Asee peer logo

Rewards And Challenges Of Utilizing University Research/Economic Development Centers For Enhancing Engineering Education

Download Paper |


2007 Annual Conference & Exposition


Honolulu, Hawaii

Publication Date

June 24, 2007

Start Date

June 24, 2007

End Date

June 27, 2007



Conference Session

Emerging Trends in Engineering Education Poster Session

Page Count


Page Numbers

12.1247.1 - 12.1247.16



Permanent URL

Download Count


Request a correction

Paper Authors

author page

Farhad Azadivar University of Massachusetts, Dartmouth

author page

Bradley Kramer Kansas State University

Download Paper |

NOTE: The first page of text has been automatically extracted and included below in lieu of an abstract


Most professional disciplines have an integrated residency period for their students before they graduate. This is certainly true for medical and law schools. In engineering, however, this practice has not been formalized. Some schools accomplish this task by their co-operative engineering education programs. In some other schools, students gain experience in summer internships. However, in most universities these programs are optional and, where conducted, take place with minimum contribution from the university professors and professionals.

At the same time, due to expectations from universities to play a more direct role in the regional economic development many universities have established research, technology transfer and technology commercialization centers to serve this purpose. These centers partner with the federal government and local private industries to assist the regional industries to develop new products and processes for the partner industries to implement. The ultimate hope is to bring along the technological innovation to the region and create additional jobs and economic development for the region.

Having these centers owned and controlled by the university, like teaching hospitals that are operated by medical schools, provides a great opportunity for advancing engineering education. Consequently, it is no surprise that some (though not as many as there should be) colleges of engineering have taken advantage of this opportunity. These colleges have established an internal internship program through which engineering students are hired as part-time interns and work as a full fledged engineers on projects contracted with the industry. Although the advantages of operating these centers in terms of the quality of graduates have been positively proven by several centers, the challenges in establishing, maintaining, successfully financing, and efficiently operating them have been great obstacles for other universities to follow.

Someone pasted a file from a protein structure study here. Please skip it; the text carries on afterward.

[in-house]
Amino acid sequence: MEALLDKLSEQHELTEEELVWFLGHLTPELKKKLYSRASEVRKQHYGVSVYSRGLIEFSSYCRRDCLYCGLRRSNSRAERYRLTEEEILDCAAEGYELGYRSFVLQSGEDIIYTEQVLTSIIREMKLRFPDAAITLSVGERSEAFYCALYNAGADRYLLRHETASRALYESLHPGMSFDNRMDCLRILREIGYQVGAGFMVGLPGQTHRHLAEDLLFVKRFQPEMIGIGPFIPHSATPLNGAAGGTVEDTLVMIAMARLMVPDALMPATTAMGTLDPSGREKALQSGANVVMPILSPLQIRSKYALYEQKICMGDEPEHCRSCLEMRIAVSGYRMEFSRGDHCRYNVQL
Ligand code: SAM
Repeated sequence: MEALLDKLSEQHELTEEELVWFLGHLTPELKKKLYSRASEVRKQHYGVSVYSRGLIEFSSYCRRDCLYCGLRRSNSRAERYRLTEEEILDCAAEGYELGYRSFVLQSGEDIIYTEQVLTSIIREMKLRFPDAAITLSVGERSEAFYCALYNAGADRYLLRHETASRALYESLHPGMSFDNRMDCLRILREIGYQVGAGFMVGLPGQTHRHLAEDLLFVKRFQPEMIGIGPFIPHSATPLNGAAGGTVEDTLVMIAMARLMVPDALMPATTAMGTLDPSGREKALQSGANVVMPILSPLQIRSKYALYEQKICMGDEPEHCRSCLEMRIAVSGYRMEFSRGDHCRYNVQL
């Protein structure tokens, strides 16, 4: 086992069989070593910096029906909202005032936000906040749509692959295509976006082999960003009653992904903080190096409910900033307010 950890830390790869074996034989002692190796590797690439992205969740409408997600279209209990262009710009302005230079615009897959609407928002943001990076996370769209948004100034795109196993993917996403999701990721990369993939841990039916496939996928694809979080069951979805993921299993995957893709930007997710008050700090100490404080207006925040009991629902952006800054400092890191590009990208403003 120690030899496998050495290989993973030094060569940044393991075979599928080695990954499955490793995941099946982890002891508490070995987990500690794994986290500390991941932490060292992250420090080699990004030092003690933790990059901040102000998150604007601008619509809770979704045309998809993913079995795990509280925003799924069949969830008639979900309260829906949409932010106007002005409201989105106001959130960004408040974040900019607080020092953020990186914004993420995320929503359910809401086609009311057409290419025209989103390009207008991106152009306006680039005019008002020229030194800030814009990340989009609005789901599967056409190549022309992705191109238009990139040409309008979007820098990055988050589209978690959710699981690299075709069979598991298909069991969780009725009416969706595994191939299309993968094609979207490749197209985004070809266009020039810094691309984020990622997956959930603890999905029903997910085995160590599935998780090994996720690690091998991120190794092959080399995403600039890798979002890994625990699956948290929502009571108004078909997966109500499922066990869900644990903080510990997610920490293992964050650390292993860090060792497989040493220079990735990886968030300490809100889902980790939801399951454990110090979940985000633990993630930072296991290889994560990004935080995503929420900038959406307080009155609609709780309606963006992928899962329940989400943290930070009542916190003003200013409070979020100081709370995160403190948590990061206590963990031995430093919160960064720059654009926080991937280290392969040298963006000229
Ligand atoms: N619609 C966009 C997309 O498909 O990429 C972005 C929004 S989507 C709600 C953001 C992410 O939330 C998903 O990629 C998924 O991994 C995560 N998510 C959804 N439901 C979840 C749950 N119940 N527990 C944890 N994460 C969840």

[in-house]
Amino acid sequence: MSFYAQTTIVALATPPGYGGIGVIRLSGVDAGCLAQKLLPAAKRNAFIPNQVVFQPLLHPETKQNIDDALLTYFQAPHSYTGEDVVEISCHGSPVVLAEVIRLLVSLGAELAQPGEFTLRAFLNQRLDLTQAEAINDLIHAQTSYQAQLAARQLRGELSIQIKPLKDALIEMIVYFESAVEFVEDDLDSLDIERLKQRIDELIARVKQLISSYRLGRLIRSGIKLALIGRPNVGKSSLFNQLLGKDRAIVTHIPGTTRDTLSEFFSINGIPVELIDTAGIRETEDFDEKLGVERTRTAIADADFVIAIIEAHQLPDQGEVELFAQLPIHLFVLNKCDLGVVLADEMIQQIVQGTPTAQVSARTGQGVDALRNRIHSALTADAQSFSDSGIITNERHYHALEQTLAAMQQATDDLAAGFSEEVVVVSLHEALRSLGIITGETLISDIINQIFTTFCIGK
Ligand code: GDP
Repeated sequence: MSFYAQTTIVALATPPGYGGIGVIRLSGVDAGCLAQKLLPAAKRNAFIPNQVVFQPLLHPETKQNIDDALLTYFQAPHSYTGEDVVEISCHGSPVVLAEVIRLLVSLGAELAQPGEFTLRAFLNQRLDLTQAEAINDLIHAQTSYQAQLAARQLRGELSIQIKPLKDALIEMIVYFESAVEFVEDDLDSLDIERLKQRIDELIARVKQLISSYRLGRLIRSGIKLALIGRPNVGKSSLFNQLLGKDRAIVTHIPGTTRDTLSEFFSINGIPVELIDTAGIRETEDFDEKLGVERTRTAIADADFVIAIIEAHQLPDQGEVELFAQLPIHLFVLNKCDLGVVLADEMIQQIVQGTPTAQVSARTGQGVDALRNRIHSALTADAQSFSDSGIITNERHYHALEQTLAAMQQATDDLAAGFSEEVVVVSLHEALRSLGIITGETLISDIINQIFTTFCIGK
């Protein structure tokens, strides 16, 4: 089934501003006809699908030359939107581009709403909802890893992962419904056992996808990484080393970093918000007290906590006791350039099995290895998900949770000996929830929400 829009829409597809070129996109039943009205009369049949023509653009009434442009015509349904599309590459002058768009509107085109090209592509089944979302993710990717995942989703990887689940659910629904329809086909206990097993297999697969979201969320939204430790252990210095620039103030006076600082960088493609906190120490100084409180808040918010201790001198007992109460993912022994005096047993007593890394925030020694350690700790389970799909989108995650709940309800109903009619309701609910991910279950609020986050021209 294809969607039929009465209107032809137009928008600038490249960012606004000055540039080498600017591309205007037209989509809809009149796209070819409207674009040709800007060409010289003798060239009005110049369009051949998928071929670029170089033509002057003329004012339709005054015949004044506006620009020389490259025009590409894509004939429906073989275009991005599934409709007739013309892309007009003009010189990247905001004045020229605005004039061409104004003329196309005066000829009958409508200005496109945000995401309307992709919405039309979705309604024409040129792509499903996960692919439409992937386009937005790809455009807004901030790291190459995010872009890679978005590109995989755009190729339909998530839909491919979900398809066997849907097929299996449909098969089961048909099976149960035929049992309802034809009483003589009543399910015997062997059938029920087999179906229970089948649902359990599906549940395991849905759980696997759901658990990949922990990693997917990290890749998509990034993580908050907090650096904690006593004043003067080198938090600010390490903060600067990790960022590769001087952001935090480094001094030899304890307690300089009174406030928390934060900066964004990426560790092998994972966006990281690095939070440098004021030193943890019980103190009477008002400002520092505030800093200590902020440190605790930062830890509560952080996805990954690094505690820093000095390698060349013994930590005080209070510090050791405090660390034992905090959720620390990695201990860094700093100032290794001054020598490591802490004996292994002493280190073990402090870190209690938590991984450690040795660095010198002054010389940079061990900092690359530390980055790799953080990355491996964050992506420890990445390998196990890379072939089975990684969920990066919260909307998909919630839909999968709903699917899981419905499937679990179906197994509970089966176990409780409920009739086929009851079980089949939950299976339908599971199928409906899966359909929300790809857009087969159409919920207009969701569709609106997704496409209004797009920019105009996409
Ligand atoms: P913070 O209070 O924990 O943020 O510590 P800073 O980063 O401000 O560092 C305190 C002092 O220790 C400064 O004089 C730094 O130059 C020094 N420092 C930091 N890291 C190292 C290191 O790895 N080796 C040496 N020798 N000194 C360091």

This paper is a compilation of observations from the authors regarding the challenges and rewards to set-up and operate a research/economic development center in a manner that enhances the education of engineering students. The authors have been actively involved in developing and operating the two centers that are operating successfully in two different universities, Kansas State University and University of Massachusetts Dartmouth.

Azadivar, F., & Kramer, B. (2007, June), Rewards And Challenges Of Utilizing University Research/Economic Development Centers For Enhancing Engineering Education Paper presented at 2007 Annual Conference & Exposition, Honolulu, Hawaii. 10.18260/1-2--2126

ASEE holds the copyright on this document. It may be read by the public free of charge. Authors may archive their work on personal websites or in institutional repositories with the following citation: © 2007 American Society for Engineering Education. Other scholars may excerpt or quote from these materials with the same citation. When excerpting or quoting from Conference Proceedings, authors should, in addition to noting the ASEE copyright, list all the original authors and their institutions and name the host city of the conference. - Last updated April 1, 2015